Antihypertensive drug therapy for mild-to-moderate hypertension during pregnancy

The risk of developing severe hypertension was halved with the use of antihypertensive drugs. However, antihypertensive drugs were not associated with any change in the risk of pre-eclampsia, fetal-neonatal death, preterm birth, or having a small-for-gestational-age baby.

RHL Commentary by Lubano K, Qureshi Z


This review (1) evaluates the effects of using antihypertensive drug therapy for mild-to-moderate hypertension in pregnancy, which is a common condition. Antihypertensive drugs are often used in the belief that lowering mild-to-moderate blood pressure will prevent progression to more severe disease, and thereby improve substantive outcomes.

The review included 46 trials involving 4282 women. Overall, twenty-eight trials (involving 3200 women) compared an antihypertensive drug with a placebo or no antihypertensive drug. Mild-to-moderate hypertension was defined only in some trials. As noted by the review authors, in the included trials there was a lack of standardization for severity and type of hypertension (with variation in diastolic blood pressure, use of fifth Korotkoff sound), gestational age at entry into the trial, and definition of 'small for gestational age'.


Severe hypertension: There was a halving in the risk of developing severe hypertension associated with the use of antihypertensive drugs [19 trials, 2409 women; relative risk (RR) 0.50; 95% confidence interval (CI) 0.41 to 0.61]. As per these findings, 8 –13 women would need to be treated (NNT) to prevent one episode of severe hypertension.

Pre-eclampsia: There was no difference in the risk of pre-eclampsia associated with the use of antihypertensive drugs in the 22 trials (2702 women) reporting this outcome (RR 0.97; 95% CI 0.83 to 1.13)

Other outcomes: There was no difference associated with the use of antihypertensive drugs in the risk of fetal-neonatal death (26 trials, 3081 women; RR 0.73; 95% CI 0.50 to 1.08), preterm birth (14 trials, 1992 women; RR 1.02; 95 % CI 0.89 to 1.16), small-for-gestational-age babies (19 trials, 2437 women; RR 1.04; 95 % CI 0.84 to 1.27) or in any other outcome.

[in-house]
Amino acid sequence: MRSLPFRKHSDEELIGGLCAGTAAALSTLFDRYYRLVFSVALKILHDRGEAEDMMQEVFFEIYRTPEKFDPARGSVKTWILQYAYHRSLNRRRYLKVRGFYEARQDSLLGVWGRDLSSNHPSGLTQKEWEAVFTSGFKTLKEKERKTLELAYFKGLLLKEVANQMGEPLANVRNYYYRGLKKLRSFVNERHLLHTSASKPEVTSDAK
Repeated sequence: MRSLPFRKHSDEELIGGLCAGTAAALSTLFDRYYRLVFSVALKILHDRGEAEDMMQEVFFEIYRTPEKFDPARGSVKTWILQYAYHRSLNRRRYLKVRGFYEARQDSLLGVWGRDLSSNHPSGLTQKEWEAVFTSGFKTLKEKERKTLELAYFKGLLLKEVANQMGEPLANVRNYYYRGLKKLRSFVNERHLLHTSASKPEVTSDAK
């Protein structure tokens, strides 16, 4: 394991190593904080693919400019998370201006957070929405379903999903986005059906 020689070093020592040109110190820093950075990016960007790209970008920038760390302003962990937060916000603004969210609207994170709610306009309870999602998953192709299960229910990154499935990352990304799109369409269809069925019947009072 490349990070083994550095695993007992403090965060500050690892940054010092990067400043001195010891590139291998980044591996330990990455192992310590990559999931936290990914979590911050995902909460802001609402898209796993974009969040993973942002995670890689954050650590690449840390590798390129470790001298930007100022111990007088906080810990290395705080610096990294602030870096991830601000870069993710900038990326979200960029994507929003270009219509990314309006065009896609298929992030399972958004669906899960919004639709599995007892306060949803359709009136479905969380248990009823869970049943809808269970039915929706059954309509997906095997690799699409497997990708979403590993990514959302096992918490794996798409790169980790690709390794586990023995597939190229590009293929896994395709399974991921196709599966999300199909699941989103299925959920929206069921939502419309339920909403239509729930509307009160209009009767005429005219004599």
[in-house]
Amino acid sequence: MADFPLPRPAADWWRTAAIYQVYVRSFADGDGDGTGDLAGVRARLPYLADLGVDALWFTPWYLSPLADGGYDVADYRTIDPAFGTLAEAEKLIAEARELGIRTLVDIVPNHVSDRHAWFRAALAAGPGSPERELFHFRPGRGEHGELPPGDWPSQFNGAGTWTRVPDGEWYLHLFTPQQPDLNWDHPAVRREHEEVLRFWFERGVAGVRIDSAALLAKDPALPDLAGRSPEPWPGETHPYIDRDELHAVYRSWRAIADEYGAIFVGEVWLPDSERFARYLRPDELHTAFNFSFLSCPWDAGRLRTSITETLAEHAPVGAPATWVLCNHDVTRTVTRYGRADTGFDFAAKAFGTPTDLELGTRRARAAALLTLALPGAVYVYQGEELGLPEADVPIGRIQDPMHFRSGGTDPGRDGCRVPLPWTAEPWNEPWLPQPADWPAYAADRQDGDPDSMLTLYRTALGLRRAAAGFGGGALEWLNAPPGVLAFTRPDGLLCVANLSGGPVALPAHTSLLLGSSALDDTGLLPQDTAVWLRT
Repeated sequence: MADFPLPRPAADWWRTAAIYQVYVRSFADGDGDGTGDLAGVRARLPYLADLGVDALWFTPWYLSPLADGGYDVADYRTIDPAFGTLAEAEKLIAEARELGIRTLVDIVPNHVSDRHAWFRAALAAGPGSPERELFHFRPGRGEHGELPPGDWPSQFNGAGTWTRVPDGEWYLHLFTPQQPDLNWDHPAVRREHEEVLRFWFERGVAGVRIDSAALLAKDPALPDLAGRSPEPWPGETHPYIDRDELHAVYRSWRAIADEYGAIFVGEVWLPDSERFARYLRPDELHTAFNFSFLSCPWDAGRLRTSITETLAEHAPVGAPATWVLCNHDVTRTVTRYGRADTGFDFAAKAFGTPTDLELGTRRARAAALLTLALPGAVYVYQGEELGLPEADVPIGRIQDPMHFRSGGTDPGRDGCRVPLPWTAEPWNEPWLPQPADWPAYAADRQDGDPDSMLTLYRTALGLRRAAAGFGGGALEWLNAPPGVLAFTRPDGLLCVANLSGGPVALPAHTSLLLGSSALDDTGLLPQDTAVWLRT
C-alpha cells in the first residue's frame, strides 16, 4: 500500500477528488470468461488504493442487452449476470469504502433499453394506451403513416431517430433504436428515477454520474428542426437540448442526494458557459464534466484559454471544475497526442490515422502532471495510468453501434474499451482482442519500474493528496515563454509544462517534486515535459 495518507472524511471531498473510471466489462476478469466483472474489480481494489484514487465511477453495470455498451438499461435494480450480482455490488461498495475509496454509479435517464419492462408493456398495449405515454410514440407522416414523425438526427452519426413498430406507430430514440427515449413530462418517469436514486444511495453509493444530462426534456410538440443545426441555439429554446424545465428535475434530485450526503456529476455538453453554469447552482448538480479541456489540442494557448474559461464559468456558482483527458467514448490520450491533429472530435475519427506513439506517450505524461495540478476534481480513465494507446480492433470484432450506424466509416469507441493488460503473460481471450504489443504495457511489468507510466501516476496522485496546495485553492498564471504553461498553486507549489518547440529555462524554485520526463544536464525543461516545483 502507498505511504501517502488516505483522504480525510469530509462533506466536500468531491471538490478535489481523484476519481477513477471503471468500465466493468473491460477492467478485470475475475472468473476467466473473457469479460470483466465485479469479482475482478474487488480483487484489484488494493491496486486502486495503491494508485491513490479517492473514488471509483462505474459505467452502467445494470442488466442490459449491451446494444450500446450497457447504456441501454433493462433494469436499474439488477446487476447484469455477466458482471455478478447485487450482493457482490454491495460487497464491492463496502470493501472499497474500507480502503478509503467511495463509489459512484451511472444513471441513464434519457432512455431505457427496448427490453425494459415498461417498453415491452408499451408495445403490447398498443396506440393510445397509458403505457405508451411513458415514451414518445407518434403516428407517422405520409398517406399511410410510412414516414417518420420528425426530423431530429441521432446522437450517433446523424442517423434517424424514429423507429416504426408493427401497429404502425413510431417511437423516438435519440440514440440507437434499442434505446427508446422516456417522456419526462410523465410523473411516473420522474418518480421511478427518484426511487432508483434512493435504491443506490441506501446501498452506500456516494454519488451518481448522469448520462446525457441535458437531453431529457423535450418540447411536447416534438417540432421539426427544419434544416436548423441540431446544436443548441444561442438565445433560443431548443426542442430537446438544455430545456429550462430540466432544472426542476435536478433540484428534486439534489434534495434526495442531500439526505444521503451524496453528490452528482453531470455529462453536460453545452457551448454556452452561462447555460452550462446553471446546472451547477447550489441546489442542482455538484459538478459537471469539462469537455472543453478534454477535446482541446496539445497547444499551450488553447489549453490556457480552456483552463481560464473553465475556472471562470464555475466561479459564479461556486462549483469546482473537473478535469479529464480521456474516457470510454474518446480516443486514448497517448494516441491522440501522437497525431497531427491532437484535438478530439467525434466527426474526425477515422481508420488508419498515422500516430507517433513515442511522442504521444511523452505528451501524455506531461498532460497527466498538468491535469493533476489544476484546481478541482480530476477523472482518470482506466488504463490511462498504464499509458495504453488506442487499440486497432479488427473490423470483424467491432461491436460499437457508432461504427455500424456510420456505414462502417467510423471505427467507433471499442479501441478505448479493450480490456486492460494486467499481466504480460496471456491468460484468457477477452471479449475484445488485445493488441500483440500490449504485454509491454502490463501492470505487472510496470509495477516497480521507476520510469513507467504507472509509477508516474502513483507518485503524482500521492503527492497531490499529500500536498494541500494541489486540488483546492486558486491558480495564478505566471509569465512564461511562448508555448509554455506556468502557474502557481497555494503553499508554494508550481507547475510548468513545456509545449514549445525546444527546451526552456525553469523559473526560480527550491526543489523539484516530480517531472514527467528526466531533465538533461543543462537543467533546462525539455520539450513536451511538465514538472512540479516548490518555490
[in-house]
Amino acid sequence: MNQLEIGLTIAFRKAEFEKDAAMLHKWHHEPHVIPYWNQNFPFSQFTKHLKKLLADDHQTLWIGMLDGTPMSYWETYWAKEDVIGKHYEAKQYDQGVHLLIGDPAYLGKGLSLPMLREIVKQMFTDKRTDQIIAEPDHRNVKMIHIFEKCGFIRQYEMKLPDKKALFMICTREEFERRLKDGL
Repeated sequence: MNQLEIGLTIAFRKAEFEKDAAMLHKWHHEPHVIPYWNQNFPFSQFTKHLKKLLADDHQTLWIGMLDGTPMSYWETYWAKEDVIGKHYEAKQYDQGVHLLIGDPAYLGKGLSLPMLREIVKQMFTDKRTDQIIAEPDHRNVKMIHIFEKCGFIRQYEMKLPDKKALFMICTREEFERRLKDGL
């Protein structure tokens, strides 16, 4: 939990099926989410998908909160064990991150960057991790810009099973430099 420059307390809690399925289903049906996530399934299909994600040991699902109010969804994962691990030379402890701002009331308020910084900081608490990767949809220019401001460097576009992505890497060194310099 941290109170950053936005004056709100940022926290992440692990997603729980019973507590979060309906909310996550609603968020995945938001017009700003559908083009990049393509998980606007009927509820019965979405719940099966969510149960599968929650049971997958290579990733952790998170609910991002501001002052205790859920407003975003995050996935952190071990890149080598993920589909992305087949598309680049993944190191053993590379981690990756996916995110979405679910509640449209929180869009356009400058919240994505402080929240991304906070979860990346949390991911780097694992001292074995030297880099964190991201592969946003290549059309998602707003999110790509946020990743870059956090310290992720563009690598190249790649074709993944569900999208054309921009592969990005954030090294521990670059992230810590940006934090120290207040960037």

Nineteen trials (1282 women) compared one antihypertensive drug with another. Beta blockers were more effective than methyldopa for reducing the risk of severe hypertension (10 trials, 539 women, RR 0.75 (95 % CI 0.59 to 0.94); NNT was 12 (95 % CI 6 to 275). There was no clear difference between any of the alternative drugs for the risk of developing proteinuria/pre-eclampsia. Other outcomes were only reported by a small proportion of studies, and there were no clear differences.

The review authors used appropriate methods for: search and retrieval of trials; extraction, analysis and presentation of data. However, it is worth noting that individual studies included in the review had few women, which may make it impossible to reach meaningful conclusions about the effectiveness of antihypertensive drugs in preventing outcomes such as pre-eclampsia. This aspect has been clearly noted by the reviewers. (1)


2.1. Magnitude of the problem

The classification of hypertensive disorders of pregnancy has been characterized as "nonuniform, confusing, and steeped in tradition" (2). The lack of consensus with regard to diagnostic protocols, such as correct patient positioning and the particular Korotkoff phase used to document the blood pressure reading, is reflected in the studies as noted by the reviewers (1).This therefore presents a problem in estimation of the magnitude of the condition.

Studies conducted in Kenya on hypertensive disorders of pregnancy report prevalence rates HDP ranging from 1.5% to 9% (3,4). There is, however, a paucity of data regarding the extent of maternal/perinatal morbidity and mortality resulting from hypertensive disorders of pregnancy.

2.2. Applicability of the results

The results of this review are applicable to under-resourced settings in general. We believe that regardless of the setting, trials are likely to give similar results. There are no pathophysiological differences in the illness in different populations that may lead to a different response in different settings. Since most antihypertensive drugs are available in different settings and can be taken orally at home, implementation of this intervention is likely to be easy in clinical practice. However, concerns about treatment compliance, continuous availability of drugs and regular follow-up of individual women need to be addressed based on specific contexts. Because of the multi-etiological basis and the unknown cause of hypertension in each individual, the treatment response may vary form woman to woman, necessitating close individualized care plan.